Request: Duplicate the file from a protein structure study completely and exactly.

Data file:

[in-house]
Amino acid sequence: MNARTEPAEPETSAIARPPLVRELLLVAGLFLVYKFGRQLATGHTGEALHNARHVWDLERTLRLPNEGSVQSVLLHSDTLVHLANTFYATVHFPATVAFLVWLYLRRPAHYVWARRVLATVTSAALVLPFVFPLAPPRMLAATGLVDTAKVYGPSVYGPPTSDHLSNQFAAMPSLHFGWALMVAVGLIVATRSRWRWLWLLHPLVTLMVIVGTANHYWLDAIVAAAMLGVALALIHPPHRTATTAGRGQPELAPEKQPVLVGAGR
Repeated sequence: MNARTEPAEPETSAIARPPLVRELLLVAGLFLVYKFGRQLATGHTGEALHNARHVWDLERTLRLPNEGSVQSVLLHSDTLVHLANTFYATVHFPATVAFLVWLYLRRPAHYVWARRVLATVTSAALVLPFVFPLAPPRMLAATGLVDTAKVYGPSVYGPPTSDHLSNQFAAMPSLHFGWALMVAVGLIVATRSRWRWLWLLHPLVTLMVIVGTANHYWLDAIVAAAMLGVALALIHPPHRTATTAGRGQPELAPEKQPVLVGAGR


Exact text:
[in-house]
Amino acid sequence: MNARTEPAEPETSAIARPPLVRELLLVAGLFLVYKFGRQLATGHTGEALHNARHVWDLERTLRLPNEGSVQSVLLHSDTLVHLANTFYATVHFPATVAFLVWLYLRRPAHYVWARRVLATVTSAALVLPFVFPLAPPRMLAATGLVDTAKVYGPSVYGPPTSDHLSNQFAAMPSLHFGWALMVAVGLIVATRSRWRWLWLLHPLVTLMVIVGTANHYWLDAIVAAAMLGVALALIHPPHRTATTAGRGQPELAPEKQPVLVGAGR
Repeated sequence: MNARTEPAEPETSAIARPPLVRELLLVAGLFLVYKFGRQLATGHTGEALHNARHVWDLERTLRLPNEGSVQSVLLHSDTLVHLANTFYATVHFPATVAFLVWLYLRRPAHYVWARRVLATVTSAALVLPFVFPLAPPRMLAATGLVDTAKVYGPSVYGPPTSDHLSNQFAAMPSLHFGWALMVAVGLIVATRSRWRWLWLLHPLVTLMVIVGTANHYWLDAIVAAAMLGVALALIHPPHRTATTAGRGQPELAPEKQPVLVGAGR